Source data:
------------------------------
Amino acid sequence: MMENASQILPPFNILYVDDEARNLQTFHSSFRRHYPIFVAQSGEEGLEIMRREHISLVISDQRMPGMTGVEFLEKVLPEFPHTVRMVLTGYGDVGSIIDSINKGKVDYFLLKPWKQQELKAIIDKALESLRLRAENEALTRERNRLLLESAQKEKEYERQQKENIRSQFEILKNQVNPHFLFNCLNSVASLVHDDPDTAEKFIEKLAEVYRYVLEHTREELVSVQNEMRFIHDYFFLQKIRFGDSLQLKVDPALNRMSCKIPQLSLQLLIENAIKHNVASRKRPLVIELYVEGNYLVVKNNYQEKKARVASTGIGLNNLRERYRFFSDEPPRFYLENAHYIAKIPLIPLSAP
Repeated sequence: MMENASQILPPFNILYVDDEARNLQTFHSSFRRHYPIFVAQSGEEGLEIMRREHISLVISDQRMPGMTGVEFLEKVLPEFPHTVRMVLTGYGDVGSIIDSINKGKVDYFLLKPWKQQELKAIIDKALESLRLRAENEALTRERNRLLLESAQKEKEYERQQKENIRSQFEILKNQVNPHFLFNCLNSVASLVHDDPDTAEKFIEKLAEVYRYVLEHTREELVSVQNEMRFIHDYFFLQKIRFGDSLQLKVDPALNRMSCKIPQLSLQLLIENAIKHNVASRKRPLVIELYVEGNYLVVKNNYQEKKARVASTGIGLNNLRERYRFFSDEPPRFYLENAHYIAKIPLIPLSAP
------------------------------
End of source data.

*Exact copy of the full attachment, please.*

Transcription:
Amino acid sequence: MMENASQILPPFNILYVDDEARNLQTFHSSFRRHYPIFVAQSGEEGLEIMRREHISLVISDQRMPGMTGVEFLEKVLPEFPHTVRMVLTGYGDVGSIIDSINKGKVDYFLLKPWKQQELKAIIDKALESLRLRAENEALTRERNRLLLESAQKEKEYERQQKENIRSQFEILKNQVNPHFLFNCLNSVASLVHDDPDTAEKFIEKLAEVYRYVLEHTREELVSVQNEMRFIHDYFFLQKIRFGDSLQLKVDPALNRMSCKIPQLSLQLLIENAIKHNVASRKRPLVIELYVEGNYLVVKNNYQEKKARVASTGIGLNNLRERYRFFSDEPPRFYLENAHYIAKIPLIPLSAP
Repeated sequence: MMENASQILPPFNILYVDDEARNLQTFHSSFRRHYPIFVAQSGEEGLEIMRREHISLVISDQRMPGMTGVEFLEKVLPEFPHTVRMVLTGYGDVGSIIDSINKGKVDYFLLKPWKQQELKAIIDKALESLRLRAENEALTRERNRLLLESAQKEKEYERQQKENIRSQFEILKNQVNPHFLFNCLNSVASLVHDDPDTAEKFIEKLAEVYRYVLEHTREELVSVQNEMRFIHDYFFLQKIRFGDSLQLKVDPALNRMSCKIPQLSLQLLIENAIKHNVASRKRPLVIELYVEGNYLVVKNNYQEKKARVASTGIGLNNLRERYRFFSDEPPRFYLENAHYIAKIPLIPLSAP